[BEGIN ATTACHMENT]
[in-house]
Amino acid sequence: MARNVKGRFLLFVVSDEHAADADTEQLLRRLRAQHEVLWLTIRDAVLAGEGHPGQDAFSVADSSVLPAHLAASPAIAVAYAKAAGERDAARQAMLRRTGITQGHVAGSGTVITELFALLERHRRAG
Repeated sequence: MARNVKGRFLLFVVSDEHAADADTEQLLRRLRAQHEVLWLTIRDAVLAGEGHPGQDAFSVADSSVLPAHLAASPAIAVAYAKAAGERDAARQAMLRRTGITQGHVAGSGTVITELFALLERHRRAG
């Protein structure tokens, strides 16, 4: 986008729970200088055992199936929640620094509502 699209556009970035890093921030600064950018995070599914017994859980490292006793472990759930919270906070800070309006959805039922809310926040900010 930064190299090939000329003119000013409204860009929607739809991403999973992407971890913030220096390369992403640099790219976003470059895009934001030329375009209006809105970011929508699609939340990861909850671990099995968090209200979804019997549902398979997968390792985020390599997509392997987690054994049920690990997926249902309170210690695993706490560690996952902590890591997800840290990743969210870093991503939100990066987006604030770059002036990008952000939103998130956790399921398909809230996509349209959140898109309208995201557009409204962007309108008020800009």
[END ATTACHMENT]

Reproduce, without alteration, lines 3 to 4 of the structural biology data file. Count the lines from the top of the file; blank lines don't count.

Repeated sequence: MARNVKGRFLLFVVSDEHAADADTEQLLRRLRAQHEVLWLTIRDAVLAGEGHPGQDAFSVADSSVLPAHLAASPAIAVAYAKAAGERDAARQAMLRRTGITQGHVAGSGTVITELFALLERHRRAG
């Protein structure tokens, strides 16, 4: 986008729970200088055992199936929640620094509502 699209556009970035890093921030600064950018995070599914017994859980490292006793472990759930919270906070800070309006959805039922809310926040900010 930064190299090939000329003119000013409204860009929607739809991403999973992407971890913030220096390369992403640099790219976003470059895009934001030329375009209006809105970011929508699609939340990861909850671990099995968090209200979804019997549902398979997968390792985020390599997509392997987690054994049920690990997926249902309170210690695993706490560690996952902590890591997800840290990743969210870093991503939100990066987006604030770059002036990008952000939103998130956790399921398909809230996509349209959140898109309208995201557009409204962007309108008020800009």